AUGUSTA — Maine will receive $2.3 million in federal money to support an expansion of medication-assisted treatment programs for opioid use disorder, which continues to claim lives from overdoses at the rate of one a day in the state.

Gordon Smith, the state’s director of opioid response, told lawmakers Thursday, “This grant will go a long way in bolstering the critical work of preventing and treating opioid use disorder and saving Mainers’ lives from addiction.” Staff file photo by Joe Phelan

Medication-assisted treatment, which combines the use of drugs that suppress withdrawal symptoms with intensive counseling and other social supports, is considered the most effective way of addressing opioid use disorder.

Gordon Smith, the state’s director of opioid response, told the Legislature’s Health and Human Services Committee on Thursday that the federal funding could be directed to a number of programs.

“We welcome this announcement of additional federal funding and will work with Gov. (Janet) Mills’ Prevention and Recovery Cabinet and the Legislature to determine which of our many initiatives it best supports,” Smith said. “This grant will go a long way in bolstering the critical work of preventing and treating opioid use disorder and saving Mainers’ lives from addiction.”


The federal award represents Maine’s share of $487 million the U.S. Department of Health and Human Services announced it would release nationally through the State Opioid Response grant program. The awards to U.S. states and territories are part of an effort by the Trump administration and Health and Human Services’ Five-Point Opioid Strategy.


Together with $933 million in second-year, continuation awards to be provided under the program later this year, the total amount of opioid response grants to states and territories will exceed $1.4 billion this year.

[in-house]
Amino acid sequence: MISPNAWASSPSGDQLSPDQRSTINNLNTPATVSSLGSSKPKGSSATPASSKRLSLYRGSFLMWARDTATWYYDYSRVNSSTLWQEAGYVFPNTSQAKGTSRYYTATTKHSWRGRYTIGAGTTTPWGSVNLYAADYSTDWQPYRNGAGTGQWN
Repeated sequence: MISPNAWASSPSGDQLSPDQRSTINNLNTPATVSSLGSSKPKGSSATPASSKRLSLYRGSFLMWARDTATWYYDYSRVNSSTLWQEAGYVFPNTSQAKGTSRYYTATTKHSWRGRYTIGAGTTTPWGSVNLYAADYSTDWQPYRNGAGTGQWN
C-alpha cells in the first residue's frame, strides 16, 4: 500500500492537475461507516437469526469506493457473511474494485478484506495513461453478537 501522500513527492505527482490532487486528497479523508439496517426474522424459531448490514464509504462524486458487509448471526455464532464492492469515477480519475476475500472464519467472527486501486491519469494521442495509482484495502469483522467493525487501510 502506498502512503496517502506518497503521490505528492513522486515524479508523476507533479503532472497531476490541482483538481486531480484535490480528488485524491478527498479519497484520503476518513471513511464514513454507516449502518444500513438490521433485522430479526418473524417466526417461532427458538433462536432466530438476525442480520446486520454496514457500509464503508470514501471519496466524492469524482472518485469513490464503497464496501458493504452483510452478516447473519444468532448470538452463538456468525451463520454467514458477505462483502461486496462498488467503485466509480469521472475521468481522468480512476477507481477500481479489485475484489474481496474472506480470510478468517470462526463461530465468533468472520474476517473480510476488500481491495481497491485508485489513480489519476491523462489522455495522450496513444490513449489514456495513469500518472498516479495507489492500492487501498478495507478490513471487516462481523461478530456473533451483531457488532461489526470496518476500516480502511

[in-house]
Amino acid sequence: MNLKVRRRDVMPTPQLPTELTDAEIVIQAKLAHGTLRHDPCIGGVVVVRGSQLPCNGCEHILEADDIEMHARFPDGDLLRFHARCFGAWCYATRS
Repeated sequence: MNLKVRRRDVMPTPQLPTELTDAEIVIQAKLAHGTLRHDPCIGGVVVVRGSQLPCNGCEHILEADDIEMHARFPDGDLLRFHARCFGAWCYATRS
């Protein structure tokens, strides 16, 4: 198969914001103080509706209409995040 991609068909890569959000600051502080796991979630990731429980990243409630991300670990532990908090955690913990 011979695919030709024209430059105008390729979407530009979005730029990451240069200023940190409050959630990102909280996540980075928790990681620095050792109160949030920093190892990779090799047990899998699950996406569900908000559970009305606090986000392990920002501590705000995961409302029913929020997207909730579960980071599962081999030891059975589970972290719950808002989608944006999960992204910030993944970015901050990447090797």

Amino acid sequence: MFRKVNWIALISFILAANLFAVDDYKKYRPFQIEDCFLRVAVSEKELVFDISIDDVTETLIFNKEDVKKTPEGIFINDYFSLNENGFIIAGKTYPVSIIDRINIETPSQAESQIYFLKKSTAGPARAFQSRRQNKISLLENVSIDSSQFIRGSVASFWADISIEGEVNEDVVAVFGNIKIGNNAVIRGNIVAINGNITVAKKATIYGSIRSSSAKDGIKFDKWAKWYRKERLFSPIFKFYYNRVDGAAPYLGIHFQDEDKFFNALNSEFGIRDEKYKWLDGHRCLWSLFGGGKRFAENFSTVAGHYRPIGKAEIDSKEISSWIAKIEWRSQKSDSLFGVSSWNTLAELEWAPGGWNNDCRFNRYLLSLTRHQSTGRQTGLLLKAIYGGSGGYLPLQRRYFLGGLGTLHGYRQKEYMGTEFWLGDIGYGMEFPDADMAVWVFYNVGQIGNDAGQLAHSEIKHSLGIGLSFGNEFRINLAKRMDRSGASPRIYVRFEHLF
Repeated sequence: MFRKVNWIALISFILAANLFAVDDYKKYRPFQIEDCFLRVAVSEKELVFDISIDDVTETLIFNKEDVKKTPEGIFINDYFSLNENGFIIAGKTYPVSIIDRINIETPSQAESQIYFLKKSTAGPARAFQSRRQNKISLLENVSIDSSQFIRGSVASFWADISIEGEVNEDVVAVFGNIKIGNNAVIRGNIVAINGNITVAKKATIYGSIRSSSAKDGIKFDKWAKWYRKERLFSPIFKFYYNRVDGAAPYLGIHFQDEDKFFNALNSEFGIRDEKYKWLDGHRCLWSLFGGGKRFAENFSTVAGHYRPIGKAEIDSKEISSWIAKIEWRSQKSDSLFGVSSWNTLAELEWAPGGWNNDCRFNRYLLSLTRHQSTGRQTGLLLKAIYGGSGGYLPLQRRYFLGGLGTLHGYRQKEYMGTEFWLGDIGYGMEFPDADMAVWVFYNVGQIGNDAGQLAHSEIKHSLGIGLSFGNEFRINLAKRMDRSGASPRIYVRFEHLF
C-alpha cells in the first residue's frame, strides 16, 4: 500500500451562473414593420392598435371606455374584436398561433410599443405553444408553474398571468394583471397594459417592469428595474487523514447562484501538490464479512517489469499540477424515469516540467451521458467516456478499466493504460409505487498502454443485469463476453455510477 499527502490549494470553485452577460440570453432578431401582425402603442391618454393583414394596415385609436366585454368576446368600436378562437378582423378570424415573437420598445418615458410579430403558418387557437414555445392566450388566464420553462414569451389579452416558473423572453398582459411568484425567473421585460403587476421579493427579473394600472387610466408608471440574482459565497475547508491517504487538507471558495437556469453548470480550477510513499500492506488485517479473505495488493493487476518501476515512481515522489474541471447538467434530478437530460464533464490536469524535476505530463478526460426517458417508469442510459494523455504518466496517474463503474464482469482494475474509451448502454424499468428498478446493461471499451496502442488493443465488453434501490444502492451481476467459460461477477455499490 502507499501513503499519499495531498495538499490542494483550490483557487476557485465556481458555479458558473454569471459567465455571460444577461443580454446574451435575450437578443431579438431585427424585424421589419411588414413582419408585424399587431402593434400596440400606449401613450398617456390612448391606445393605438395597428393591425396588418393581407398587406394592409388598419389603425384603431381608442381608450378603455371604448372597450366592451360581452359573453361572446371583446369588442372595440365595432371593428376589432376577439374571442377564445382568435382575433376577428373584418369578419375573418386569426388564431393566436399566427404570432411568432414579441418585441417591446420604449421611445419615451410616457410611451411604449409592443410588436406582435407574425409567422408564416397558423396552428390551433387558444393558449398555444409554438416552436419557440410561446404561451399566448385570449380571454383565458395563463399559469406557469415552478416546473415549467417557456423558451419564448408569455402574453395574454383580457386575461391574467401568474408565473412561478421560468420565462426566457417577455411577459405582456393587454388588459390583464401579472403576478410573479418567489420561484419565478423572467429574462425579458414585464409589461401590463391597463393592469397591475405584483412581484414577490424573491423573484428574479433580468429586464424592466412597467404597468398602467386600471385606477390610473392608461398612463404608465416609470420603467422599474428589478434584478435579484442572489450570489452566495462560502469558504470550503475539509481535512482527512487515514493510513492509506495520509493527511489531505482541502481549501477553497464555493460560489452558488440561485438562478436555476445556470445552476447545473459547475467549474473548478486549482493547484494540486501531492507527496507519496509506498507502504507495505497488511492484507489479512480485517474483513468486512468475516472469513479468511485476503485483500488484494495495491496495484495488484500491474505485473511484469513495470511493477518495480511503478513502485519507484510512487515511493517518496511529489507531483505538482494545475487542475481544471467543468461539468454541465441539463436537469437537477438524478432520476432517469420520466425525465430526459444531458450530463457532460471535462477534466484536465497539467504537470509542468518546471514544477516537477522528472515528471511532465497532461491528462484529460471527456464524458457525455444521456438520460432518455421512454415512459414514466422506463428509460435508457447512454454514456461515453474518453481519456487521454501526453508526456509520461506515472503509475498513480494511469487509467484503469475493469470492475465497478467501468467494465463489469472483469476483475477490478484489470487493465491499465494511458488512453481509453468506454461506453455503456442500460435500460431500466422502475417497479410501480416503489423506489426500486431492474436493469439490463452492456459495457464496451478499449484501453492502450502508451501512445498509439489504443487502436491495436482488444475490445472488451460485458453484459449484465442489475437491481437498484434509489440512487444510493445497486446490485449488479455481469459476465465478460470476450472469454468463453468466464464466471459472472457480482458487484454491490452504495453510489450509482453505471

The State Opioid Response grants are administered by the federal Substance Abuse and Mental Health Services Administration and aim to address the opioid crisis by increasing medication-assisted treatment with three Food and Drug Administration-approved medications for the treatment of opioid use disorder.

The grant award comes a week after Maine Health and Human Services Commissioner Jeanne Lambrew announced that the state would increase reimbursement rates for health care providers who are treating patients with opioid use disorder who are covered by MaineCare, the state’s Medicaid program for low-income residents.

Lambrew said the increases are aimed at creating greater participation among health care providers in the state’s Opioid Health Home program, which critics said was stifled by bureaucracy after its creation in 2017.

“Providers will now be reimbursed based on each tier, ranging from services for patients just beginning treatment to those who are stabilized,” Lambrew’s office said in a statement. “This enables provider organizations to better meet the needs of their patients, and translates to a four-fold increase in reimbursement for services delivered to the highest-needs members in the early, critical stages of treatment.”

Lambrew said the hope is that the changes will make it easier for Mainers to obtain treatment services across the spectrum – from prevention through recovery.


“This is a big step in the right direction,” said Malory Shaughnessy, executive director of the Alliance for Addiction and Mental Health Services.